Do not, however, underestimate the importance of properly, directly, and clearly answering the concerns of an OPM denial.  It is not enough to gather more medical documentation and sending them in.  It is not enough to address, point by point, the basis of a denial letter.  One must corner, clarify, and clearly define the basis of an OPM denial, then refute them.  This way, if it is denied a second time, and the case goes before an Administrative Judge at the Merit Systems Protection Board, the AJ will see that the issues previously brought forth by OPM have already been addressed, and that any necessity for a Hearing may be avoided by clarifying any remaining concerns which the OPM representative may need to search for and articulate. 

Sincerely,

Robert R. McGill, Esquire

Federal and Postal Disability Retirement: OPM & the Template Approach

Starting from a template is not necessarily a bad thing.  One should not have to repetitively reinvent the wheel in any endeavor.  It is when one uses a template blindly, without carefully reviewing and evaluating the facts and circumstances of a particular case, that the problem arises. 

Each case in a Federal Disability Retirement case under FERS or CSRS is unique, not so much because a specific medical condition is unique (although, obviously, it is “unique” to the individual suffering from it); and not so much because of the type of job that a particular Federal or Postal employee works in.  Rather, the uniqueness of the particular case normally arises in the combination of the two — the symptoms manifesting from a particular medical condition, and how it impacts the ability or inability to work at a particular kind of job. That, in essence, is the core of a Federal Disability Retirement case under FERS or CSRS — the combining and clashing of the medical condition with a particular kind of Federal or Postal job, and the incompatibility between the two.  How the Office of Personnel Management reviews that combination is what is often at issue — and, because templates are generic treatments without regard to particular and unique facts and circumstances, that is precisely the reason why they fail to address the uniqueness of a particular case.  (Next:  How OPM’s template is often predictable and ultimately ineffective in a Federal Disability Retirement case)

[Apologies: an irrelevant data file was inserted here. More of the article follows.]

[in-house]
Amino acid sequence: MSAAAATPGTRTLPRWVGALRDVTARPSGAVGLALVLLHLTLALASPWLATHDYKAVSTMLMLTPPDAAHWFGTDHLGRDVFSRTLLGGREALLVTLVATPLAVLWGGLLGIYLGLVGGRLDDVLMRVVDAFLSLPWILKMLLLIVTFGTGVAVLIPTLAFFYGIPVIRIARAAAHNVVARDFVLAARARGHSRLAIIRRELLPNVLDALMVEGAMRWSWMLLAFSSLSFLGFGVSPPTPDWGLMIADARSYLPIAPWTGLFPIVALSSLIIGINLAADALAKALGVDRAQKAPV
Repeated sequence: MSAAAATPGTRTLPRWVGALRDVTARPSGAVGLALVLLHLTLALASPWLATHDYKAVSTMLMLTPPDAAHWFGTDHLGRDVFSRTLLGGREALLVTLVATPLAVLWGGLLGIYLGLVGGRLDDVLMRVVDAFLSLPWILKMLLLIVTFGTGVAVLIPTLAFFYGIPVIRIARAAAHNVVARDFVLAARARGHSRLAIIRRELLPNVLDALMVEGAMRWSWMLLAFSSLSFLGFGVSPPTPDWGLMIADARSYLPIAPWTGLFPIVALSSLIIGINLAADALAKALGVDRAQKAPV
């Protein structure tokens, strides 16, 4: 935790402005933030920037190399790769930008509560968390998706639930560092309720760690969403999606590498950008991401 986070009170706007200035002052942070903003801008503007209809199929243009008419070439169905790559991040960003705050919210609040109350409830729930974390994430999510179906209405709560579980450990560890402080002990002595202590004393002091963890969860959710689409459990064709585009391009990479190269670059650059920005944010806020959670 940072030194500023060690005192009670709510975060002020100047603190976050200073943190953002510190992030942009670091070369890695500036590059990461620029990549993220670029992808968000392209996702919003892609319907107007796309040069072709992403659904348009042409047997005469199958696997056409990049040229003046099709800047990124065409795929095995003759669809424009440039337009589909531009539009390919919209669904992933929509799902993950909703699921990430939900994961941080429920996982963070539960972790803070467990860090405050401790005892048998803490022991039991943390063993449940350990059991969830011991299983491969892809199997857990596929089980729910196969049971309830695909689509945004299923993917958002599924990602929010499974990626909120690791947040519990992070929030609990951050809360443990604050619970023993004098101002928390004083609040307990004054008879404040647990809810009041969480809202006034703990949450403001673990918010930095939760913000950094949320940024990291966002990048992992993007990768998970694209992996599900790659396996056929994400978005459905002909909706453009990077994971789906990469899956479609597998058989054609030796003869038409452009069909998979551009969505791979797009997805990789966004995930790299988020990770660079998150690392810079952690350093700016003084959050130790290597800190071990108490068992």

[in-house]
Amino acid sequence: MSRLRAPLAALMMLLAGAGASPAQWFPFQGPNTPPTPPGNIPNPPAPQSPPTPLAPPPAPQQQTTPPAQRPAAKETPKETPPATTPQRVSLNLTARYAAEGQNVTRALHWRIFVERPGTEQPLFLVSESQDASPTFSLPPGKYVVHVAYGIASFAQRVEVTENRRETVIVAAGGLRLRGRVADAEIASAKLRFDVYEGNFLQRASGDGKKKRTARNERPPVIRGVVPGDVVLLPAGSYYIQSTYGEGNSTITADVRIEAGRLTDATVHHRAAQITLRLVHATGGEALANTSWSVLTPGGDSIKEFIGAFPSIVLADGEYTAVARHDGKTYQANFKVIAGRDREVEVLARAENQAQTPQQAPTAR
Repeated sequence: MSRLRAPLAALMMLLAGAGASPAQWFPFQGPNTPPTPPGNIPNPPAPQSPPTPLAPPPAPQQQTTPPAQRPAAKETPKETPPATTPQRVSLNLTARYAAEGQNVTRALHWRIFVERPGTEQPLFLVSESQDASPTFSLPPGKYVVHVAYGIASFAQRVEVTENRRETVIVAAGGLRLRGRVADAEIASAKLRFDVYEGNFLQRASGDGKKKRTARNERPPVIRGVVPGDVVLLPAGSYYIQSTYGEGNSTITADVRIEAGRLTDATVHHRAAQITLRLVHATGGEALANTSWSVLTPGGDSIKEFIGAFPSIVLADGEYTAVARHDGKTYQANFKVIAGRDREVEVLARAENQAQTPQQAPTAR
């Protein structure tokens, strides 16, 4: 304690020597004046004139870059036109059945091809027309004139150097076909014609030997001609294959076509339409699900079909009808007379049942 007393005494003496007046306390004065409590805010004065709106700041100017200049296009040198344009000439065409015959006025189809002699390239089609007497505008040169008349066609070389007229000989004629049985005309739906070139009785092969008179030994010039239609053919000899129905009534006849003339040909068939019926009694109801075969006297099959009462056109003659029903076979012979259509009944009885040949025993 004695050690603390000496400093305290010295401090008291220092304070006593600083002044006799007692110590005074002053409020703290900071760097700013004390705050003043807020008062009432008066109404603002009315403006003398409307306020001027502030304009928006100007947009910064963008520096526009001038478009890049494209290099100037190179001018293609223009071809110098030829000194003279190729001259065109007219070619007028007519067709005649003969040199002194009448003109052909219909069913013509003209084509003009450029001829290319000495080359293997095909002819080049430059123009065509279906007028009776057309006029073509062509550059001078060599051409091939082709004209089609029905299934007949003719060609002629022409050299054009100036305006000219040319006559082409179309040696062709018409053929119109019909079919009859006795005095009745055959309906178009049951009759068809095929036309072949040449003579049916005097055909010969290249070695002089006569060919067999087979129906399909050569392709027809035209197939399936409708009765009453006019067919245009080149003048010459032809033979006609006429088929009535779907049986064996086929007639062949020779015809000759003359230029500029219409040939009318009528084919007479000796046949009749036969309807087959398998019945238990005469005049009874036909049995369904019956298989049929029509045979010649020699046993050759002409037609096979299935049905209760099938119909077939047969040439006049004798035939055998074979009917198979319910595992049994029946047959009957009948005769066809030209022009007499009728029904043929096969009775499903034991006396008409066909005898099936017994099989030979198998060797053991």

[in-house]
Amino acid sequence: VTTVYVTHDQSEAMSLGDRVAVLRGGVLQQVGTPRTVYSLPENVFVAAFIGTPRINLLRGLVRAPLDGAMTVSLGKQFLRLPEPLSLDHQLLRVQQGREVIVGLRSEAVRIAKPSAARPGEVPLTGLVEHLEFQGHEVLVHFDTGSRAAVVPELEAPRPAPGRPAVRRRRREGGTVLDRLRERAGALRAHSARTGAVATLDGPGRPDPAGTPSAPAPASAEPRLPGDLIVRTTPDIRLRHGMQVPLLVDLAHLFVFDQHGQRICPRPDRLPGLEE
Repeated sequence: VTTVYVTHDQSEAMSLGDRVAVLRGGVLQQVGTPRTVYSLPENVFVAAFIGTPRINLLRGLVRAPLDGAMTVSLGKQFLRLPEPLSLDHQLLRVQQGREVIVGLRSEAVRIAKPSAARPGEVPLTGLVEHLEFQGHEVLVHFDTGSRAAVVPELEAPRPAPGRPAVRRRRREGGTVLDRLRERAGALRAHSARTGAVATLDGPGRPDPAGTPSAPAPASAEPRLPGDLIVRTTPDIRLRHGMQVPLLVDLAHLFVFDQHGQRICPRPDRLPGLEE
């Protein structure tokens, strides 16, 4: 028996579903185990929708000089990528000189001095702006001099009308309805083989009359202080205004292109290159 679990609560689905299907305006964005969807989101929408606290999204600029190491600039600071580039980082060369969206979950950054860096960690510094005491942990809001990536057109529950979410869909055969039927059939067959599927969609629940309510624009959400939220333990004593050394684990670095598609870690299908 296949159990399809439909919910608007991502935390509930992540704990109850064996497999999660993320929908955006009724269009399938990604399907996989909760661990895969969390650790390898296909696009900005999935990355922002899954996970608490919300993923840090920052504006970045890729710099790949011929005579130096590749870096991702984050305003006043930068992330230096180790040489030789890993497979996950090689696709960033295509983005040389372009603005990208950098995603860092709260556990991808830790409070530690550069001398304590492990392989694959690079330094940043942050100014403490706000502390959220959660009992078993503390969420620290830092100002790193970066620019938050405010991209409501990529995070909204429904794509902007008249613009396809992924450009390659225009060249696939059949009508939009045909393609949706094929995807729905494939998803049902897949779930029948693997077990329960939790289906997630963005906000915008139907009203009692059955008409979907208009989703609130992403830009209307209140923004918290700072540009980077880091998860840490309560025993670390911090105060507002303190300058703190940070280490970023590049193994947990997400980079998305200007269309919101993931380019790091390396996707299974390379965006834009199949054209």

Sincerely,

Robert R. McGill, Esquire

Federal Employee Disability Retirement: Discretion in a Response II

In responding to an initial denial of a Federal Disability Retirement application before the Office of Personnel Management, it is important to remain professional, and not to “overload” the response with unnecessary or otherwise irrelevant responses.  Initial anger and disbelief over the selective criticisms contained in an OPM denial letter should not be reflected in a response to the denial.  Why not?  Because there is a good possibility that the case may be denied a second time, and it may appear before the Administrative Judge at the Merit Systems Protection Board.  Don’t write things to OPM that you will regret having an Administrative Judge — one who may be deciding your case — look at and read.  Thus, the “first rule”:  never write an immediate response back, because your anger and emotional disbelief will show itself.  If you need to “get rid” of your anger and expiate the emotionalism, then write your emotional response on a separate piece of paper, then set it aside.  Your “real” response will come later — when you can with a rational perspective, review the unfair and selectively biased denial letter, and begin to compose the serious response that your case deserves.  Or, better yet, get your attorney to do it.

Sincerely,

Robert R. McGill, Esquire